Guest Post by Stylus Fashion
Could fashion brands learn from the Makers movement and its open-source approach to design? Becky Stern, directory of NYC-based wearable electronics firm Adafruit, thinks so. "Makers share their experiments, their methods of building and their successes and failures," says Stern of this brand of DIY crafters who incorporate tech into objects in unexpected ways and reveal the results online and at Maker Faires around the globe.
By pooling information, fashion companies "could start making their own tech in-house instead of partnering with a big firm or established brand," Stern adds, retaining control and cutting R&D costs.
As the director of wearable electronics at Adafruit, a New York-based hardware manufacturer and online learning hub, she has been combining textiles with electronics for the past decade. But though Stern is a designer, her passion lies in education, with her online guides, YouTube talk show and weekly projects aiming to teach all, regardless of age or technical ability, how to create their own wearable technologies.
Microcontrollers, Arduino boards and conductive threads are her tools of choice. A footstep is enough to trigger a rainbow of colours along the edges of the Firewalker LED sneakers, the effect created by weight on the pressure-sensitive Velostat sensors in each shoe’s heel. In the same spirit the VU Meter Baseball Cap features a NeoPixel strip of LEDs that flash according to sound volume. Whilst, a mike fixed to the side of the hat registers the noise levels, communicating them to a FLORA microcontroller that adjusts the light’s speed.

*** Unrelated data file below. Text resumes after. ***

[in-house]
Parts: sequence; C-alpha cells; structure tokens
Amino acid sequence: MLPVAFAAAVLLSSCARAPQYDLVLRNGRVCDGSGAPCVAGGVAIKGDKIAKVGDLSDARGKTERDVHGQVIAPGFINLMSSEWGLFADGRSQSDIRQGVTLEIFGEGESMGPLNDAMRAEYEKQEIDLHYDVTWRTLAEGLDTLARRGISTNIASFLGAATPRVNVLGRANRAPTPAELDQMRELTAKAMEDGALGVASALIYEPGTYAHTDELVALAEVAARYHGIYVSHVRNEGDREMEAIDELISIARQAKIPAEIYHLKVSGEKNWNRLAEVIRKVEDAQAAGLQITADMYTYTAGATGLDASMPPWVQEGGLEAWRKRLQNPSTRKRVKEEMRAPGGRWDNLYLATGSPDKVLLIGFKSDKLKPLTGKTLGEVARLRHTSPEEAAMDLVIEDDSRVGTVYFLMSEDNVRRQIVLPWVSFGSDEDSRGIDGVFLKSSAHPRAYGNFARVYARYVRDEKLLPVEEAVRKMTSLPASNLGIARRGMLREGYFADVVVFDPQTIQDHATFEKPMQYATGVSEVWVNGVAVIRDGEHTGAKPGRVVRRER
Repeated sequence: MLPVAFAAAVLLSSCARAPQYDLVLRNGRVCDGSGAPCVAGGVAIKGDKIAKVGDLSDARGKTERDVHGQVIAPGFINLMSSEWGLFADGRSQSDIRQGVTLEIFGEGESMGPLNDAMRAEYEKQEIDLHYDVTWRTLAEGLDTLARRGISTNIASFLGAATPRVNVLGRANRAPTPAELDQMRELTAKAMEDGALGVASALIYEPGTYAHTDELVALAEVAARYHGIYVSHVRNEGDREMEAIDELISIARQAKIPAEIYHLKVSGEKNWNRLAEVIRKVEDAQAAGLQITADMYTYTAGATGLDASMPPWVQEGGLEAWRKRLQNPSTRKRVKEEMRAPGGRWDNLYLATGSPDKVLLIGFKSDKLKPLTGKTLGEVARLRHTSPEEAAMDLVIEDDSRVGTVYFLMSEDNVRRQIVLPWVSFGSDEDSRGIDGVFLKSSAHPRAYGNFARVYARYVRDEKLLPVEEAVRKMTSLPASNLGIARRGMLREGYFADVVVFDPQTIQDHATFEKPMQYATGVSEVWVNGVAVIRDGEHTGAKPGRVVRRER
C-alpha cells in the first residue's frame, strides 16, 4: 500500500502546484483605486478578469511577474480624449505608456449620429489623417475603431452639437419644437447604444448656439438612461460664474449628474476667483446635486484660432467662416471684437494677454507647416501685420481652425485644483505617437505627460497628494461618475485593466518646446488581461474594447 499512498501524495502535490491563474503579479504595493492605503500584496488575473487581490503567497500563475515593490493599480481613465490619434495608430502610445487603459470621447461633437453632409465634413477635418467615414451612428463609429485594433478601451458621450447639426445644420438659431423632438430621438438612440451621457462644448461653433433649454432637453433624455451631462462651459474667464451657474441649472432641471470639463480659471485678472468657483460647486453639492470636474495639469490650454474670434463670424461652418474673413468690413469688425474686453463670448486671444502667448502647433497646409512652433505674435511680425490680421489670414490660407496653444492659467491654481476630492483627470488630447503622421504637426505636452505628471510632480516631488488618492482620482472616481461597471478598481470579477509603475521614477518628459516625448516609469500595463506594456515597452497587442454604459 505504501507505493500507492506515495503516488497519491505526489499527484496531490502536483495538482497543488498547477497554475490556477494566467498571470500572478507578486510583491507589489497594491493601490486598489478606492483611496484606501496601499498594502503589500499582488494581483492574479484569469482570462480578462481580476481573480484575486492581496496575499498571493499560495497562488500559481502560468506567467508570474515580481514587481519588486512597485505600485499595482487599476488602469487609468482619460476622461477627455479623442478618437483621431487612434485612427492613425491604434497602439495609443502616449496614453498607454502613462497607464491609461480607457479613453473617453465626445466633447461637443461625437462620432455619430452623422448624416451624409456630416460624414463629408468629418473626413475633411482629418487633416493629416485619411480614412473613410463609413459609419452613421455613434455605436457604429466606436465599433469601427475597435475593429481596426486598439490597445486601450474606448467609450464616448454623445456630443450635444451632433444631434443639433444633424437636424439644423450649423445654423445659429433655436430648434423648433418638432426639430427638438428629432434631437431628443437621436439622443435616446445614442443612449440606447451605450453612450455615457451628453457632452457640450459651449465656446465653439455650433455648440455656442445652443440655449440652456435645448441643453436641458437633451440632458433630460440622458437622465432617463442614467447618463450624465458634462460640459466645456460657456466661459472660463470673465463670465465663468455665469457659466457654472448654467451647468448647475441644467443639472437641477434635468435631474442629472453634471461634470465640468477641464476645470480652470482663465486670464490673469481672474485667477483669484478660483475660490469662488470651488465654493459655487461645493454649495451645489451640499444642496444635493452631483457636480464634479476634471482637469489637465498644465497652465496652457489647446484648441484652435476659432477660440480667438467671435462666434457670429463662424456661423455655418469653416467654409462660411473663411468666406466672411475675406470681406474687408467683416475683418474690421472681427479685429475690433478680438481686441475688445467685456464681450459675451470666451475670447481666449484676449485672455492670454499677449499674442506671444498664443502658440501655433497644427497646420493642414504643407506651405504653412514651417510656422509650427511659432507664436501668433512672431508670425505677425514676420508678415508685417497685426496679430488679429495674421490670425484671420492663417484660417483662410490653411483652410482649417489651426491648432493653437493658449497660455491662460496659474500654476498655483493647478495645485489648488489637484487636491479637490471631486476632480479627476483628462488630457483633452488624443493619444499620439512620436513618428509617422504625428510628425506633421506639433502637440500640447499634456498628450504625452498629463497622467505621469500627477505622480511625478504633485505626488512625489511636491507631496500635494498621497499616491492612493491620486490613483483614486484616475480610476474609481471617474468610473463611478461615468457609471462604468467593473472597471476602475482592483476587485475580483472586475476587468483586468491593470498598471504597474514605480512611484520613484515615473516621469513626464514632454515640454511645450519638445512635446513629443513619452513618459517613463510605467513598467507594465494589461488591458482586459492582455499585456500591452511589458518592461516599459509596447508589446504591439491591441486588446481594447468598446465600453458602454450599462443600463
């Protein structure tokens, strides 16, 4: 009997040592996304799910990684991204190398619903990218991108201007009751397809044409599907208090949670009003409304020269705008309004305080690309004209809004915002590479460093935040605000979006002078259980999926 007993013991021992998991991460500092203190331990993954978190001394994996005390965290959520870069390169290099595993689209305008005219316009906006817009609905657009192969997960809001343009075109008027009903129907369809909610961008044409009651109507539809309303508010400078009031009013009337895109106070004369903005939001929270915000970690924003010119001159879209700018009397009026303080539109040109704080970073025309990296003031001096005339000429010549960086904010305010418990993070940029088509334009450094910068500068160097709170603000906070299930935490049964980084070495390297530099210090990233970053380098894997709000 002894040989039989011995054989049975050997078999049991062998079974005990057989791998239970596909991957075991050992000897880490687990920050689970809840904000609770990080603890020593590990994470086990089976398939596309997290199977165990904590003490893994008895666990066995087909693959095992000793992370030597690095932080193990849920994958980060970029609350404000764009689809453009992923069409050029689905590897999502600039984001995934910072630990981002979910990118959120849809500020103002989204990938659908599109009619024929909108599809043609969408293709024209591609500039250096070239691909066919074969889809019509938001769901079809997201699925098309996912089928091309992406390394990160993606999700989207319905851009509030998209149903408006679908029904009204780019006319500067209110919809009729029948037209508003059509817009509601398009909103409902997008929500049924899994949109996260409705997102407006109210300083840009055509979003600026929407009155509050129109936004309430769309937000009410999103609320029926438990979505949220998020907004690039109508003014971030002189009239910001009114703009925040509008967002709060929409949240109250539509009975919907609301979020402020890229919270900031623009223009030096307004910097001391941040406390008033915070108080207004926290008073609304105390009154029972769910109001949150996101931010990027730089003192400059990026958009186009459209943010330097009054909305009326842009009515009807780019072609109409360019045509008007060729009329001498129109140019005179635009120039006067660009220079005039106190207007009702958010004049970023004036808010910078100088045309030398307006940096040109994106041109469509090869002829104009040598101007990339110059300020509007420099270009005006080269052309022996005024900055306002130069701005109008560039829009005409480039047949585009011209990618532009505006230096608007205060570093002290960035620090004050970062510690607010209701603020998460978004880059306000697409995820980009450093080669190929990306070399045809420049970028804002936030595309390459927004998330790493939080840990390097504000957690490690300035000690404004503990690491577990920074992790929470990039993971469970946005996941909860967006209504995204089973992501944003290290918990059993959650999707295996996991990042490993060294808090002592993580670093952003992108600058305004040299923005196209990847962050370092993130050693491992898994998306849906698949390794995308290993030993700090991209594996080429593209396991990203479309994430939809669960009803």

Both projects require the ability to solder metal parts and write code. However, with the rise of washable connectors and longer-lasting batteries, Stern anticipates a day soon when tech will be routinely incorporated into everyday wear. "I think we'll see modules that snap in and out of garments to control embedded LEDs and fabric sensors," she says. "For example, take a look at CuteCircuit's Twirkle Shirt," a motion-activated T-shirt. "It features a ‘brain’ that can be removed prior to washing and then replaced afterwards." Further developments in harvesting power from body movements, a still-emerging science, could also boost the use of electronics in clothing.
Aside from demystifying technology, these experiments demonstrate numerous opportunities for womenswear brands. On a simple level they offer new visual embellishments that could easily be added to clothing and footwear. On a larger scale, though, these projects hint at new levels of clothing customisation and interactivity. Most of Stern’s – and other Makers’ – projects run off Arduino, an open-source hardware platform that supports various types of sensors, including those for sound, pressure, light and temperature. Include them in a garment or accessory, and it could change colour from day to night, when music is played, or when the temperature soars or plunges.
The possibilities of wearables and interactive fashion are great, and brands thinking of designing their own hardware should not go it alone- the key to success is collaboration.
Reported by Julie Taraska, Senior Editor of Wearables & Interactive at Stylus Fashion